Asbestos induces mitochondrial DNA damage and dysfunction linked to the development of apoptosis

Arti Shukla, Michael Jung, Maria Stern, Naomi K. Fukagawa, Douglas J. Taatjes, Dennis Sawyer, Bennett Van Houten, Brooke T. Mossman
2003 American Journal of Physiology - Lung cellular and Molecular Physiology  
nett Van Houten, and Brooke T. Mossman. Asbestos induces mitochondrial DNA damage and dysfunction linked to the development of apoptosis. To test the hypothesis that asbestos-mediated cell injury is mediated through an oxidant-dependent mitochondrial pathway, isolated mesothelial cells were examined for mitochondrial DNA damage as determined by quantitative PCR. Mitochondrial DNA damage occurred at fourfold lower concentrations of crocidolite asbestos compared with concentrations required for
more » ... ions required for nuclear DNA damage. DNA damage by asbestos was preceded by oxidant stress as shown by confocal scanning laser microscopy using MitoTracker Green FM and the oxidant probe Redox Sensor Red CC-1. These events were associated with dose-related decreases in steady-state mRNA levels of cytochrome c oxidase, subunit 3 (COIII), and NADH dehydrogenase 5. Subsequently, dose-dependent decreases in formazan production, an indication of mitochondrial dysfunction, increased mRNA expression of pro-and antiapoptotic genes, and increased numbers of apoptotic cells were observed in asbestos-exposed mesothelial cells. The possible contribution of mitochondrial-derived pathways to asbestos-induced apoptosis was confirmed by its significant reduction after pretreatment of cells with a caspase-9 inhibitor. Apoptosis was decreased in the presence of catalase. Last, use of HeLa cells transfected with a mitochondrial transport sequence targeting the human DNA repair enzyme 8-oxoguanine DNA glycosylase to mitochondria demonstrated that asbestos-induced apoptosis was ameliorated with increased cell survival. Studies collectively indicate that mitochondria are initial targets of asbestos-induced DNA damage and apoptosis via an oxidant-related mechanism. mitochondria; mesothelial cells; oxidants ASBESTOS FIBERS ARE A FAMILY of chemically and physically different types of mineral silicates, including the serpentine variety, chrysotile, and the amphiboles, crocidolite, amosite, tremolite, anthophyllite, and actinolite. Crocidolite asbestos, a high iron-containing fiber, is the most carcinogenic asbestos type in the causation of human mesothelioma, an insidious tumor that is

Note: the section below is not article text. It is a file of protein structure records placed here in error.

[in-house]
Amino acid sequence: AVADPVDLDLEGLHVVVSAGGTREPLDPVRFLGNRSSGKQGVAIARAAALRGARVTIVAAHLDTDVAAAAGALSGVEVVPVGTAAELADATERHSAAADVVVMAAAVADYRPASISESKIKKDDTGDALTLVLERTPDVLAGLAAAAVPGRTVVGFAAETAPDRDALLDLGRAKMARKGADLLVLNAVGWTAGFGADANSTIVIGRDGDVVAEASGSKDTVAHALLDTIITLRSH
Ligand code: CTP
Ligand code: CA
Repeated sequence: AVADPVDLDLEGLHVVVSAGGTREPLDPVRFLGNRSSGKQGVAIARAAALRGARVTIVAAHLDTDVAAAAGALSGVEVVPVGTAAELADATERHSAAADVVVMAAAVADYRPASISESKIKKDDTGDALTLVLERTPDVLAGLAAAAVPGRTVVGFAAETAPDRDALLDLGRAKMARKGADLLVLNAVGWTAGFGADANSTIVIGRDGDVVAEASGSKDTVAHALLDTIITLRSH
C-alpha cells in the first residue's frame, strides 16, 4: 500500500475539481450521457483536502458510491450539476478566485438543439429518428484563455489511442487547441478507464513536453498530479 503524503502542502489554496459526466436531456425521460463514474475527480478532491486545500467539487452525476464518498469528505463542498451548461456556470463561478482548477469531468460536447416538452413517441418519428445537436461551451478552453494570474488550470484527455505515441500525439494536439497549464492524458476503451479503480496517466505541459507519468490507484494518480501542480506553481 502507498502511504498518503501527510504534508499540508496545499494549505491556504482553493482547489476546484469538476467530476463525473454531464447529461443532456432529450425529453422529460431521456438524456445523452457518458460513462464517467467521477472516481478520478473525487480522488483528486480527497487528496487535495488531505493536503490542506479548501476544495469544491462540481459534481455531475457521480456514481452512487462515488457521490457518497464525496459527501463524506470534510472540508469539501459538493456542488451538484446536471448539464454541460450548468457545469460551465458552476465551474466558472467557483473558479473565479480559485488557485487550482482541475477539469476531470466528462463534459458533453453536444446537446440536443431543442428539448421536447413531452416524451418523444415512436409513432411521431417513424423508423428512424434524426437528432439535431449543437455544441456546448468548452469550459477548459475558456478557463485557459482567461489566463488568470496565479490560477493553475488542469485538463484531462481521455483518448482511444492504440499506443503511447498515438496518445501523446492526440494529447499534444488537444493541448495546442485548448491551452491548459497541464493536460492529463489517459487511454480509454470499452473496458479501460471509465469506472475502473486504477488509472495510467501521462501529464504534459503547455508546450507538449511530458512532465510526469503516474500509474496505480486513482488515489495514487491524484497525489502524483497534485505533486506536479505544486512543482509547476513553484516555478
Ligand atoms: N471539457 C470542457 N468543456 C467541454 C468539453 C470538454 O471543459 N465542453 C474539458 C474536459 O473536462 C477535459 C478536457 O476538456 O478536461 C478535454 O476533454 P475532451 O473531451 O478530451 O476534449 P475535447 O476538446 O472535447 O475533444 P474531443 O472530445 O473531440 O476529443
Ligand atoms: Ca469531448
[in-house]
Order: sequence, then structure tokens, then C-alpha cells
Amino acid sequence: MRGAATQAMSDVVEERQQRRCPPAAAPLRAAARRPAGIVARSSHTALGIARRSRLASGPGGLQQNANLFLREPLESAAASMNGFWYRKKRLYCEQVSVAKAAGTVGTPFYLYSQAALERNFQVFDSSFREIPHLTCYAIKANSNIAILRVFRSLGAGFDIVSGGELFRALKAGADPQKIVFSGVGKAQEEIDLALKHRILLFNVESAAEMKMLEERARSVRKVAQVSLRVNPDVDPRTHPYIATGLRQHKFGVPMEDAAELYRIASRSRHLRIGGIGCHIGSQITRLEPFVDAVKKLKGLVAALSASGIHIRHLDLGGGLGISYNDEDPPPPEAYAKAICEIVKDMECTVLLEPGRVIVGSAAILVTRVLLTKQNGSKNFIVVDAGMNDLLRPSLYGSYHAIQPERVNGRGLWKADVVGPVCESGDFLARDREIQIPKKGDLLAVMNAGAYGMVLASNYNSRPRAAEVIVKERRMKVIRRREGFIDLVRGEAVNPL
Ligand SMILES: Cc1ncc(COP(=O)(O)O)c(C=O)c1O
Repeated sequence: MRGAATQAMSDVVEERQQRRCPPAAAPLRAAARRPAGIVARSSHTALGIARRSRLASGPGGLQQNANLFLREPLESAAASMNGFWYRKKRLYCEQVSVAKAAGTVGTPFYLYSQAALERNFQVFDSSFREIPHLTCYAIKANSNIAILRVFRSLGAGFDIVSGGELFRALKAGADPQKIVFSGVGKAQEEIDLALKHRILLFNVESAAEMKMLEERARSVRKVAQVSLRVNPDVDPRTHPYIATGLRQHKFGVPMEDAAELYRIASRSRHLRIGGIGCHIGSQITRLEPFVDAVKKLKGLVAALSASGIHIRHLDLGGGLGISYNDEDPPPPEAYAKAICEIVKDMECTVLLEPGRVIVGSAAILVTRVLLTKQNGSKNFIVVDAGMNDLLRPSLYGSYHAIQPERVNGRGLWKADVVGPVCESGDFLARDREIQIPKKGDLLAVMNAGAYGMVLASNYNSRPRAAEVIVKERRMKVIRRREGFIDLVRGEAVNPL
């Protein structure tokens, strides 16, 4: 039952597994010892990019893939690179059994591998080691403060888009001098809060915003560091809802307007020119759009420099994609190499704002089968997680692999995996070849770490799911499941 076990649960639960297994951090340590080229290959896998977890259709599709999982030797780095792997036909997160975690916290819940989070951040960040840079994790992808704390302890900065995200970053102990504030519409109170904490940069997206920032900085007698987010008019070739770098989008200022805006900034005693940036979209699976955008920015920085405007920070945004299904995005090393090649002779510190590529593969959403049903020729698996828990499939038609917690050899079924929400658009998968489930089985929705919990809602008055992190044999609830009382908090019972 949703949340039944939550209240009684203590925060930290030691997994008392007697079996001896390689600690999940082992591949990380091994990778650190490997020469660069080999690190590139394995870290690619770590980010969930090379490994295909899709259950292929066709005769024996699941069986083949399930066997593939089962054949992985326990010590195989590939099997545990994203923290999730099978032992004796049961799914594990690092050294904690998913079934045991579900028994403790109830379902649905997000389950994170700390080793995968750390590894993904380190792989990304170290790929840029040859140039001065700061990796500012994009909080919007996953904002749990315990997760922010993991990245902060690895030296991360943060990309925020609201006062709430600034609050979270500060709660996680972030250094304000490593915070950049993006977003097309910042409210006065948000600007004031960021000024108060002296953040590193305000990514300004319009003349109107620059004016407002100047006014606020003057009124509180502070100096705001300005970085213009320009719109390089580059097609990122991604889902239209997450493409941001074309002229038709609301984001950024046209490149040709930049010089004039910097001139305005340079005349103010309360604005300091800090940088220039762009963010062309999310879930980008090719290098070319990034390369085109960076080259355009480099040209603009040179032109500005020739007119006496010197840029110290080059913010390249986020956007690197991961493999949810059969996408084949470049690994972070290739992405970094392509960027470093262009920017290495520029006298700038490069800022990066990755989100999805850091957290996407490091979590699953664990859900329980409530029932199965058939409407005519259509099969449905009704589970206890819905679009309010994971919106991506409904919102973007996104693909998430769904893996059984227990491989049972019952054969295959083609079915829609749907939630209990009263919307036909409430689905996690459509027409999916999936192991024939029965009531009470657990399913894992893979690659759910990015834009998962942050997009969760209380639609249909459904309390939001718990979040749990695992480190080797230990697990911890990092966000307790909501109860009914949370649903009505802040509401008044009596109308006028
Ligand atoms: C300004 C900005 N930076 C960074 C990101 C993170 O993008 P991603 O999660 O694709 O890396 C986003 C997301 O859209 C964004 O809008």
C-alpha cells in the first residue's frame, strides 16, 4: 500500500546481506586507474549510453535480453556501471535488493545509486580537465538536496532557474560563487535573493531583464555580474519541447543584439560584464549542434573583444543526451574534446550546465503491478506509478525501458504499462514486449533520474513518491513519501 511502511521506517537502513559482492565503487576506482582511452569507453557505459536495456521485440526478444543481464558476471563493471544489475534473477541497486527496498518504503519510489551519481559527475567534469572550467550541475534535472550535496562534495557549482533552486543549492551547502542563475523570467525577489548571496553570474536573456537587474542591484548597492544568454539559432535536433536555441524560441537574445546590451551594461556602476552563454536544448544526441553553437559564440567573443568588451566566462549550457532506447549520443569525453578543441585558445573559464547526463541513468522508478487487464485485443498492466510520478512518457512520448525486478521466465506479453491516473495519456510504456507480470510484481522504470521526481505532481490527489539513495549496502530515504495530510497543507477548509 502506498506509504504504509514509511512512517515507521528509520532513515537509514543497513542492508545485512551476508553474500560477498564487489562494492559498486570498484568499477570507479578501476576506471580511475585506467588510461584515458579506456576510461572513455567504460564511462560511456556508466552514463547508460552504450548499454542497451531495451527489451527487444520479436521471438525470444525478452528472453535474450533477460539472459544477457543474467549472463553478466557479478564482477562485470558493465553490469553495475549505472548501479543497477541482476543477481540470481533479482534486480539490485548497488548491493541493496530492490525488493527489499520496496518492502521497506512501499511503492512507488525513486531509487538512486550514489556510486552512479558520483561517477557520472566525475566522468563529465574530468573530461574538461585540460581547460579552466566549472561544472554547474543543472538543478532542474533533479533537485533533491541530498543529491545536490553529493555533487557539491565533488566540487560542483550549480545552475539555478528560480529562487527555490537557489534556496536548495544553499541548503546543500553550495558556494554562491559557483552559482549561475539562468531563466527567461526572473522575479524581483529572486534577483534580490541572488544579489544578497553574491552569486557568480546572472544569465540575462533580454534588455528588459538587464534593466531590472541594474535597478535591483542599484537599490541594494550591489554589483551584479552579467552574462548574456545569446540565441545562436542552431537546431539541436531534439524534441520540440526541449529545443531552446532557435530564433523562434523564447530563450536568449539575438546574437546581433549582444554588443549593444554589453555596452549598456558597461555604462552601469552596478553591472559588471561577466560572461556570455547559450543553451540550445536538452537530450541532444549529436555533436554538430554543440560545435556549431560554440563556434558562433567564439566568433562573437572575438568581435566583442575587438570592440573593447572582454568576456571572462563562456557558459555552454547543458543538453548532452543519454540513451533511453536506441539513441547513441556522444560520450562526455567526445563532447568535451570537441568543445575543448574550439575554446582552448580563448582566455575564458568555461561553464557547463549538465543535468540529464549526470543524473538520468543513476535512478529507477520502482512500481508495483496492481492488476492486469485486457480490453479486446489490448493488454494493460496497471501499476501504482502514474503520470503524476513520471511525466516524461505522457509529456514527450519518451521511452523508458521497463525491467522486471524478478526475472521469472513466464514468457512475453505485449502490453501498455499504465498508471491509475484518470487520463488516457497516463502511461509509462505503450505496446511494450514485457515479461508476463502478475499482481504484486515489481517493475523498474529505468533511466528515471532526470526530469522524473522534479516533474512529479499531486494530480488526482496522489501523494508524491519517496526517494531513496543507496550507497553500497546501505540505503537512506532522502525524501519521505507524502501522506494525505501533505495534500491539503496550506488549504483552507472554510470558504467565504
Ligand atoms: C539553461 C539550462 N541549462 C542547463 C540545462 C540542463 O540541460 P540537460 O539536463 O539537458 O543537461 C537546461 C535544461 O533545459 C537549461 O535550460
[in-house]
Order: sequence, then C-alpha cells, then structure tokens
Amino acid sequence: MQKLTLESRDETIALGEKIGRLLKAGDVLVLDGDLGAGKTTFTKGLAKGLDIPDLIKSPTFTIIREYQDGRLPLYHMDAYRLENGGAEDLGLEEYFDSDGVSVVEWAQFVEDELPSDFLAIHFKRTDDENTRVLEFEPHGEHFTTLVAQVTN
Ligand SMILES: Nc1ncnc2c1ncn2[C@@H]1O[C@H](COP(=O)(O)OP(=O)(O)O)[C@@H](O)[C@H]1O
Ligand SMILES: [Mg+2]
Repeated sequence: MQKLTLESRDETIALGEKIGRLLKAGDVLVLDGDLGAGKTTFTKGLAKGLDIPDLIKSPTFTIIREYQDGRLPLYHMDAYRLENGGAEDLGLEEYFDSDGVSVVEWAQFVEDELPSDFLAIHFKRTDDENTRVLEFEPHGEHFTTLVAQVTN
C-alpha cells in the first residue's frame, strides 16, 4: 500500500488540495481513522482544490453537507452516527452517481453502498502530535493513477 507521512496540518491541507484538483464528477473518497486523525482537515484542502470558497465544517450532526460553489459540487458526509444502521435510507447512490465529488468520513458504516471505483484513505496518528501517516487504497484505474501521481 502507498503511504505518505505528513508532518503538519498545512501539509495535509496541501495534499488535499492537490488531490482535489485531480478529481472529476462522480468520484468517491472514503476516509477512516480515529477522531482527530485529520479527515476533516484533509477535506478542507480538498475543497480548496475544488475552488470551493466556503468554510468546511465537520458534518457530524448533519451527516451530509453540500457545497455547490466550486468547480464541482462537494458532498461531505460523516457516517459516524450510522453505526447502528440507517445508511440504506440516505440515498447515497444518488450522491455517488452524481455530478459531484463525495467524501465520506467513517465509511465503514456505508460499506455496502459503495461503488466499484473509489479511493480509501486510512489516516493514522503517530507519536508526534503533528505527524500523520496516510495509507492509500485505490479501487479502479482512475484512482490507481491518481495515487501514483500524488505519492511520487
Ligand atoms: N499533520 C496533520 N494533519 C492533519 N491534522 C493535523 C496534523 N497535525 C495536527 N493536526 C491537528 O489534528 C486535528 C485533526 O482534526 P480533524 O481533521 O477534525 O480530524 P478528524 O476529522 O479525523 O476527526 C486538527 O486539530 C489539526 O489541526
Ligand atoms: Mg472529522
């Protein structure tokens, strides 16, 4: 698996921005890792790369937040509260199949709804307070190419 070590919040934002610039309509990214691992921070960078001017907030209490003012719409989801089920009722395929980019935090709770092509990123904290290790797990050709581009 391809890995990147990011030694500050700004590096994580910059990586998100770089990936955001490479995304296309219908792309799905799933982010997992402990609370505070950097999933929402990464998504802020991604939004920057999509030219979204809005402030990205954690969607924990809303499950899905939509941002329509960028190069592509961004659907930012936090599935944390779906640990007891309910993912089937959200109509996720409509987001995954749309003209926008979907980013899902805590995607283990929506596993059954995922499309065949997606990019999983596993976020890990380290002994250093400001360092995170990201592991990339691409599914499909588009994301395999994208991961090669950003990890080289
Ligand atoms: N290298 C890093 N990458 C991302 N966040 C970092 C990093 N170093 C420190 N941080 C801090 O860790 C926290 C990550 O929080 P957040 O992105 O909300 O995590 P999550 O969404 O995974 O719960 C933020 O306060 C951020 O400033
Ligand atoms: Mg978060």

doi:10.1152/ajplung.00038.2003 pmid:12909582 fatcat:pvcivnbwa5cjxpcrwo5eizhkxy